In the last 2-3 days, we are getting dozens of emails from Language Service Providers (LSPs) who are using the Coronovirus as an excuse to spam potential clients and push their services. Here is an example:
_____________________________________________________________________

Dear business partners,

Despite various restrictions and quarantine measures, we operate as usual. Our technologies enable complete home-office for our project managers, translators, editors, DTP staff and other production team members. So, if you have any jobs in CEE languages, we are ready to help you.

You can be sure that even with further and even more restrictive measures (including complete quarantine), we will be able to operate without any restrictions and meet our obligations to our clients.

If you have any questions, please do not hesitate to contact us at any time at [email protected] We are available on working days from 8 a.m. to 6 p.m. CET.

In the meanwhile stay healthy. We believe that this situation will disappear soon and everything will return back to normal.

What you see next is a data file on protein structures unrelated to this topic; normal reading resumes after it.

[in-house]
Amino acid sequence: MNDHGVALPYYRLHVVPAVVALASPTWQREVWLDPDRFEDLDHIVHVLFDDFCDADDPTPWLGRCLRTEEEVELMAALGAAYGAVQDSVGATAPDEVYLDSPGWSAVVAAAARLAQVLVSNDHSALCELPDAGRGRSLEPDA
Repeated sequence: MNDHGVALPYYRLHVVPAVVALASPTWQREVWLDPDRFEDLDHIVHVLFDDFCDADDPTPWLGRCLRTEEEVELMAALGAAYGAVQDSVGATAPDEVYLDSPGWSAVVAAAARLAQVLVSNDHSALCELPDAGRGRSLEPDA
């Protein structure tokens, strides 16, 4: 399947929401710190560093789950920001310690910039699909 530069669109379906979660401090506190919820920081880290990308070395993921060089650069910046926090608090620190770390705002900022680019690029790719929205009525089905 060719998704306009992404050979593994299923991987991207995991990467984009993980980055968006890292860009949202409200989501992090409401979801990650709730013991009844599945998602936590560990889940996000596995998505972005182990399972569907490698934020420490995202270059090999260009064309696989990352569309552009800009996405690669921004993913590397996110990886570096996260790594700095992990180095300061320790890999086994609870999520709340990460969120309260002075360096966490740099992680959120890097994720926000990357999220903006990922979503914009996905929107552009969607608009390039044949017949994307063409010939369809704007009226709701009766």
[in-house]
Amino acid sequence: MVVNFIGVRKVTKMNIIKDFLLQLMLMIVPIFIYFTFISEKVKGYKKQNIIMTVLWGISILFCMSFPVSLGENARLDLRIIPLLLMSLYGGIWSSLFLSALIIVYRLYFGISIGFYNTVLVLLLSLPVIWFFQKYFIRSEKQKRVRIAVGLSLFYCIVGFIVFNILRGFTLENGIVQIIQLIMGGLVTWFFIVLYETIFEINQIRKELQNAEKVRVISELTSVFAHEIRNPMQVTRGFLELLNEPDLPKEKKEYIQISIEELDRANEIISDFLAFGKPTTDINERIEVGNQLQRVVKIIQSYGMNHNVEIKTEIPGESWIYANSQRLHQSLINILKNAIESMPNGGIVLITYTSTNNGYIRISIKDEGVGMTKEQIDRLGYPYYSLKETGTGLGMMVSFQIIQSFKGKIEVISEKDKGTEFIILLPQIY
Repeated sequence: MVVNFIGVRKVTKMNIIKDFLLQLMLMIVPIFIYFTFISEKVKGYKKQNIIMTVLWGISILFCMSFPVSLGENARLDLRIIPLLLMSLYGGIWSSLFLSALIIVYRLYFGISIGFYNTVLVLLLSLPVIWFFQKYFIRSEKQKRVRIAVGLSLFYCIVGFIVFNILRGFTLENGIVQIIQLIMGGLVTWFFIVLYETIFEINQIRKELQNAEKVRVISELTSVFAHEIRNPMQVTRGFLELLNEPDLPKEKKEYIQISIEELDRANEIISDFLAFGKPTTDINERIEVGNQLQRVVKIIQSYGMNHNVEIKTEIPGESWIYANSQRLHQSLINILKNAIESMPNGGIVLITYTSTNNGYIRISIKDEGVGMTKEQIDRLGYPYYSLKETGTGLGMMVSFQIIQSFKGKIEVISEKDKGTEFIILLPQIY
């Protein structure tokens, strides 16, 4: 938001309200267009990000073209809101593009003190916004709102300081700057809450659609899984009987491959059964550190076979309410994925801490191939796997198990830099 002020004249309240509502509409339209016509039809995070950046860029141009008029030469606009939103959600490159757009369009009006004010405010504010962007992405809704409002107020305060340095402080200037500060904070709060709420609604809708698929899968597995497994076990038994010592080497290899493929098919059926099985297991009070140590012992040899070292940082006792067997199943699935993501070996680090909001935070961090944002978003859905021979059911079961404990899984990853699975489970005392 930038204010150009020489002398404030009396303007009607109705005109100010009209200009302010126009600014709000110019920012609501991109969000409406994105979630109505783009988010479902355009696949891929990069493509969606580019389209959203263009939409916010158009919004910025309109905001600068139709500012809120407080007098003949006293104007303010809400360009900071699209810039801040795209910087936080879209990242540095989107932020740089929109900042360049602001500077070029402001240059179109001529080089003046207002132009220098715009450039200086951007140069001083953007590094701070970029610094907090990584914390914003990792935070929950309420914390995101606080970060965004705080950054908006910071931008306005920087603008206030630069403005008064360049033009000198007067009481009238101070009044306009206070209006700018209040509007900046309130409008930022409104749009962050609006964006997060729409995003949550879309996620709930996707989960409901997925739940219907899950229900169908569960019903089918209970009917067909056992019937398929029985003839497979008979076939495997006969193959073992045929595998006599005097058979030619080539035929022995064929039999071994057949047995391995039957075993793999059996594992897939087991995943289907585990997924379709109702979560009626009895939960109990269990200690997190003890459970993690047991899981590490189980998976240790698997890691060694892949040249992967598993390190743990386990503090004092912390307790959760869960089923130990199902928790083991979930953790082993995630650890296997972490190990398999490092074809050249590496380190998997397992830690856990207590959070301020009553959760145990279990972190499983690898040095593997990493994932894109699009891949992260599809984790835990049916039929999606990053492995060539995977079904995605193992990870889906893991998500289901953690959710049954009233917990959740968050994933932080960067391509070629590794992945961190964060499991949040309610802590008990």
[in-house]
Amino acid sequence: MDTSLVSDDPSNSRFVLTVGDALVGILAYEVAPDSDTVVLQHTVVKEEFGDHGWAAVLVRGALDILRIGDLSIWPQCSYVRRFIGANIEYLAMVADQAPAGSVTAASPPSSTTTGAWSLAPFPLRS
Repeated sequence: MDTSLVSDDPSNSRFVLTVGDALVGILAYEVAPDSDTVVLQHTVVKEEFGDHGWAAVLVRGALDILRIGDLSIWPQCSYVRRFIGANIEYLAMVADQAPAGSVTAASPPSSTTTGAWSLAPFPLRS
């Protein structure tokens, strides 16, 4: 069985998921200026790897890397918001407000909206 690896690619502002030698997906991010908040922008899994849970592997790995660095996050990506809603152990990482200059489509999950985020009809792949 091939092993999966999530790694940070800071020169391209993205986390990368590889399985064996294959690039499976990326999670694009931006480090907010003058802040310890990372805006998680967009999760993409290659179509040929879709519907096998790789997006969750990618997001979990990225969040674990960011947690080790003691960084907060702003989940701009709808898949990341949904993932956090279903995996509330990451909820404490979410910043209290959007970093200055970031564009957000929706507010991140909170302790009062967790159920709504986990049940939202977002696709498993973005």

______________________________________________________________

I find this practice to be not only annoying, but also stupid. If you want to send an email to your customers who have opted-in to your mailing list, that’s one thing. But harvesting emails on the web and spamming people to say that your LSP is working like usual during this time of crisis? Chutzpah! And the chances of getting any business from these spam blasts is ZERO. Because business is slowing down in many industries anyway. Companies probably don’t have the stomach now for international expansion, especially with most countries in the western world having shut down their borders.

Should you send email blasts to your mailing list?